Analyzing the “one bite free” rule

Dogs are relied upon by many in Hamilton to provide comfort and companionship. Unfortunately, as many of those that we here at Mesibov Butler have worked with have learned, these are still animals whose aggressive nature can pose a risk to others. You may have noticed that after a dog attacks a person, the owner will often express shock and portray the animal as a gentle creature who would not hurt even a fly. He or she may believe such assertions to be true given the interactions he or she has had with the dog. Yet even in cases where a dog has not demonstrated menacing behavior in the past, can his or her owner be held liable if he or she attacks you?

Many dog owners may try to cite the “one bite free” rule after incidents in which their animals attack others. This rule (as shared by the Legal Information Institute) states that the owner of a dog (or any domesticated animal, for that matter) can only be held liable when the animal bites you if he or she was already aware of its vicious tendencies. If he or she proves that the animal had done nothing before to indicate a propensity for such behavior, this doctrine would bar you from initiating action against him or her.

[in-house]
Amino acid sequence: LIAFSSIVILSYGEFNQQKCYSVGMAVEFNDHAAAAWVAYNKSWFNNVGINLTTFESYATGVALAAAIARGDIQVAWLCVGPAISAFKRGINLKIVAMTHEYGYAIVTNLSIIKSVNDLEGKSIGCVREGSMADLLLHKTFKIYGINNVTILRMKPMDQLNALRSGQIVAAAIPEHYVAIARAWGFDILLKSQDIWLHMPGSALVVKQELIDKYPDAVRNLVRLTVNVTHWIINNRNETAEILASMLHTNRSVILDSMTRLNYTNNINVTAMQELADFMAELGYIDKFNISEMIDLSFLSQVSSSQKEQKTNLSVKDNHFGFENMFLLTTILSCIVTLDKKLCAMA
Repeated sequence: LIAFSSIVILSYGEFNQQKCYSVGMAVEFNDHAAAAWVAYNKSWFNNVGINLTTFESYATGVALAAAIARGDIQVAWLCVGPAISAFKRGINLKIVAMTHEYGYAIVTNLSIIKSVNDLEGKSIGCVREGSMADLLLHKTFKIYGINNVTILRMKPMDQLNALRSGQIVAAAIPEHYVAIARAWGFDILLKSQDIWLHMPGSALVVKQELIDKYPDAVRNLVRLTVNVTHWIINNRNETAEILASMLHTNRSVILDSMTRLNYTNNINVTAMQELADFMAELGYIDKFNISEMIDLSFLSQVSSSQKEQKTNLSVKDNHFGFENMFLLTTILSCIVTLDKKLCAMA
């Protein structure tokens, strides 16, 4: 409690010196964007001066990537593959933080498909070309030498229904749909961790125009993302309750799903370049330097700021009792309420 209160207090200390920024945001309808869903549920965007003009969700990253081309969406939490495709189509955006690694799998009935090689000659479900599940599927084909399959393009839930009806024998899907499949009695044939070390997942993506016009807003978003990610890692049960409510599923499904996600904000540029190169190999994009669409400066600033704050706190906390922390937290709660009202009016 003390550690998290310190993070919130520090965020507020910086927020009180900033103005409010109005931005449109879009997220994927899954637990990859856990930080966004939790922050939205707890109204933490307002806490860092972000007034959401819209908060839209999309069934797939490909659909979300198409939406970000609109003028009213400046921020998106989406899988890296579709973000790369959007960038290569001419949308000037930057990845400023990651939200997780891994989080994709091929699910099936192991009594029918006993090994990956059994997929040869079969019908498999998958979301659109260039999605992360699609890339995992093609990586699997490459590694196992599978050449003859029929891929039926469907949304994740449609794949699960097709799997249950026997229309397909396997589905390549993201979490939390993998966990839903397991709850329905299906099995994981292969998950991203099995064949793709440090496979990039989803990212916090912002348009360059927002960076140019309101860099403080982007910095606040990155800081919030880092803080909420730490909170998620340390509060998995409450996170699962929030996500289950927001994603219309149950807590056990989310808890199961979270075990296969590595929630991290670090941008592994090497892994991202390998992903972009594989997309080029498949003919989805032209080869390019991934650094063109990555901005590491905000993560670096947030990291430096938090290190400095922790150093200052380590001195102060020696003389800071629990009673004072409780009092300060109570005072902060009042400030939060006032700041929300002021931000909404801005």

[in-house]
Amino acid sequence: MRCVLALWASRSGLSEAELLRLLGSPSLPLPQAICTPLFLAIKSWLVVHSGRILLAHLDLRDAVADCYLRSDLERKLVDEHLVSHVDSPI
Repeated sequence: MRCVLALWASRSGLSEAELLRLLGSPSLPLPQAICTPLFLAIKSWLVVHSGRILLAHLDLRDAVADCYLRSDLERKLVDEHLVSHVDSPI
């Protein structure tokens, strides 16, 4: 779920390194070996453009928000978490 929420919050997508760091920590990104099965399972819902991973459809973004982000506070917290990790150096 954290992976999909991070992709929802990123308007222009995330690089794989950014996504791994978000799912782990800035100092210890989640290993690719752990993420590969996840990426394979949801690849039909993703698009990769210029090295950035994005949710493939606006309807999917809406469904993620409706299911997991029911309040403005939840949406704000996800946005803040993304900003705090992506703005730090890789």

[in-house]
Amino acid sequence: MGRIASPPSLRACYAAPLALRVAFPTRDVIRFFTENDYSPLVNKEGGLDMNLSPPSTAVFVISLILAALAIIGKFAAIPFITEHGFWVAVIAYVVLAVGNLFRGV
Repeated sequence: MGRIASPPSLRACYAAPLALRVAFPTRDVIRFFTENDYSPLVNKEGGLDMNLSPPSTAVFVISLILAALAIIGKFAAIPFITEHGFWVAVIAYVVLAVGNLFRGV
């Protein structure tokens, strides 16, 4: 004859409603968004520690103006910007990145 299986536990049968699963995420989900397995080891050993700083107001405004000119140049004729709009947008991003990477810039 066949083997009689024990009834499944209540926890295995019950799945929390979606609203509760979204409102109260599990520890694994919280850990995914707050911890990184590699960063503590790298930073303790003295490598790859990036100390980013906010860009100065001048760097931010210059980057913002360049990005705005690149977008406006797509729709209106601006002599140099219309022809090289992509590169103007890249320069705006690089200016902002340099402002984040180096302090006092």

However, what many do not understand is that the “one bite free” rule is a common law principle. States that have established statutes contradicting it follow their own rules. In the case of dog bites, Ohio assigns a strict liability standard, meaning that the owner is liable even if your incident marked the first time his or her dog attacked a person.

You can learn more about assigning liability following an accident by continuing to explore our site. 

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